Believe it or not, electing presidents has never been a pleasant affair

An 1889 letter in which Rutherford B. Hayes discusses his inauguration sold for $19,120 at an April 2007 Heritage auction.

By Jim O’Neal

One discouraging trend in American culture is treating everything from a partisan-political standpoint. I can recall not too long ago after an election, we’d simply forget about our disagreements about candidates and resume normal civility. Now it seems that nearly everything gets politicized, dividing the nation into continually warring tribes of Red and Blue. Some political pundits see the starting point as the 2000 Gore versus Bush election, with its hanging chads and the controversial Supreme Court decision to stop the vote recount in Florida. Others believe the feud between President Bill Clinton and Speaker Newt Gingrich exacerbated it.

However, to accept either theory requires ignoring the 1876 presidential election between Samuel Tilden and Rutherford B. Hayes.

Hayes, the Republican, was a lawyer from Ohio who distinguished himself during the Civil War as a brave soldier who was wounded five times and eventually promoted to a brevet major general. After the war, he served in Congress and was elected governor of Ohio three times.

Tilden also had a legal background and was the 25th governor of New York (1875-76). As the Democratic candidate for the presidency in 1876, he is still the only individual to win an outright majority (not just a plurality) of the popular vote, but lose the election … in a rather bizarre series of events. Four other candidates have lost the presidency despite having a plurality of the popular vote (Al Gore and Hillary Clinton are the most recent to suffer this fate).

It had generally been assumed that incumbent President Ulysses S. Grant would run for a third term, despite a troubled economy and numerous scandals that had been discovered during his two terms, which started in 1869. There was also the two-term precedent established by George Washington. In spite of these formidable barriers, Grant’s inner circle of advisors were eager to maintain political power. While Grant was on the verge of announcing his candidacy, the House of Representatives preempted him by passing a resolution by an overwhelming margin, 233-18, establishing a two-term limit to prevent a dictatorship. Grant reluctantly withdrew his name from consideration.

The Democrats proceeded with their National Convention in June 1876 in St. Louis (the first time a major political convention was held west of the Mississippi). They selected Tilden on the second ballot and added Thomas Hendricks for vice president, since he was the only one nominated. The Democrats were hungry for a win since they had been out of power since James Buchanan, who was elected a full 20 years earlier in 1856.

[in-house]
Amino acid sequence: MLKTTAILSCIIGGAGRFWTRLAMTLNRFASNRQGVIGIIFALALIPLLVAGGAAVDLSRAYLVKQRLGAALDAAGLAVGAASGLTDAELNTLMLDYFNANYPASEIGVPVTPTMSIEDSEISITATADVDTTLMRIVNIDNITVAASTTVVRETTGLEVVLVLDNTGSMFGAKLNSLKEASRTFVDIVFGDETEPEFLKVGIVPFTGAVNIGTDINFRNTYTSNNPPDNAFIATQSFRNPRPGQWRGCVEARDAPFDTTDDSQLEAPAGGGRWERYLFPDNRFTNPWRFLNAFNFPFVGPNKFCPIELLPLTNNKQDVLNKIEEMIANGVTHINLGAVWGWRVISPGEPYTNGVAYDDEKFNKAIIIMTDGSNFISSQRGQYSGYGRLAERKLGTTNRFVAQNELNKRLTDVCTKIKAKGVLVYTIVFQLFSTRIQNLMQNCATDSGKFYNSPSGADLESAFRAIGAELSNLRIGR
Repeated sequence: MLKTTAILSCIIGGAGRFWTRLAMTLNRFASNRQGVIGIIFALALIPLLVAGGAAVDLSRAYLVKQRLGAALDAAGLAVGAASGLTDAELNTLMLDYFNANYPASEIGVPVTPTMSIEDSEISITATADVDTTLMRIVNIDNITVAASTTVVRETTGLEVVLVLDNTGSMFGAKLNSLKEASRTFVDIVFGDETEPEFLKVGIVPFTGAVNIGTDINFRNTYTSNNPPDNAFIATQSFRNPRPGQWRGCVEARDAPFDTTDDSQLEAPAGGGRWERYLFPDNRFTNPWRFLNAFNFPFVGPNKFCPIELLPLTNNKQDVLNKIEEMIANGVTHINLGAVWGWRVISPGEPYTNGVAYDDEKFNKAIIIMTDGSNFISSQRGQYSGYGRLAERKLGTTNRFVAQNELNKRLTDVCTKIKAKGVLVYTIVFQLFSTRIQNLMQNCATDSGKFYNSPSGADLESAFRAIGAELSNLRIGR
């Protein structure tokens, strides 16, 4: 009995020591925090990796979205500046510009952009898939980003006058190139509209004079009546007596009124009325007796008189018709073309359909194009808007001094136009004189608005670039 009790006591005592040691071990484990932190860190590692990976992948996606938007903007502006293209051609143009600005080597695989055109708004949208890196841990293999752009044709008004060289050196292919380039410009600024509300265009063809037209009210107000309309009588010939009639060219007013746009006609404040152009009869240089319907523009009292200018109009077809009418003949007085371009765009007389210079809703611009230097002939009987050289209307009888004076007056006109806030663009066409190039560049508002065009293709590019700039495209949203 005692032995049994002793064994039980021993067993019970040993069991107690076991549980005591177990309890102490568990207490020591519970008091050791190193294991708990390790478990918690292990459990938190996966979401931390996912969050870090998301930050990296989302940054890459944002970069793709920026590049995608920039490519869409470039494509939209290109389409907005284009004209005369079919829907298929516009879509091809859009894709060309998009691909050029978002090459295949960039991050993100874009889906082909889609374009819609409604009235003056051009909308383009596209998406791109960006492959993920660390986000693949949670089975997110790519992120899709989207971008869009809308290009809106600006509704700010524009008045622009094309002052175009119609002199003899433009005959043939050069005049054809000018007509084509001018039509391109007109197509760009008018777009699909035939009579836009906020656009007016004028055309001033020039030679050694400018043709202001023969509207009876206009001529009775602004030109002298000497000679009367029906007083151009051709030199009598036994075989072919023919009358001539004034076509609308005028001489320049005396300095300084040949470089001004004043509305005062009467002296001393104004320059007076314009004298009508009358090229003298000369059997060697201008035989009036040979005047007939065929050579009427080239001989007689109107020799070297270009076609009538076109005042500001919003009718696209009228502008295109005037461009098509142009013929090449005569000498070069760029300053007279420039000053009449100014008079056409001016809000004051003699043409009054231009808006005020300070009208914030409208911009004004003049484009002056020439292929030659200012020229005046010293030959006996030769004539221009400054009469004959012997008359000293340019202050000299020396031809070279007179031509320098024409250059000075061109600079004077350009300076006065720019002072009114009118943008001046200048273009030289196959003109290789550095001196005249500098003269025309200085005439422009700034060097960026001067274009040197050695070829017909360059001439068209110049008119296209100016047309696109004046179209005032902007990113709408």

What followed was the most contentious presidential election in American history. On the first vote in the Electoral College, Tilden had 184 votes (only one short) while Hayes was stuck at 165. However, there were 20 votes being contested in four states (Florida, Louisiana, South Carolina and Oregon) and both parties were claiming victory. This impasse caused a Constitutional crisis and, finally, a beleaguered Congress passed a law on Jan. 29, 1877, to form a special 15-member Electoral Commission to settle the dispute. After a great debate, the commission awarded all 20 disputed votes to Hayes, who became president with 185 votes to Tilden’s 184.

In return, Republicans passed a resolution that required an end to Reconstruction and the removal of all federal troops from every Southern state. Over the next 20 years, the states passed all kinds of laws and regulations that effectively wiped out the provisions of the 14th and 15th Amendments to the Constitution that granted numerous rights to the black population. It would take another 60 years to regain them when LBJ was president and finally crack the “Solid South” grip on national politics.

Maybe we are doomed to be a divided nation, but I suspect that strong leaders will emerge, eventually, and help us remember the advantages of a group of united states … E pluribus unum.

Intelligent Collector blogger JIM O’NEAL is an avid collector and history buff. He is president and CEO of Frito-Lay International [retired] and earlier served as chair and CEO of PepsiCo Restaurants International [KFC Pizza Hut and Taco Bell].

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Hector Cantu

Hector Cantu is editor of The Intelligent Collector magazine.

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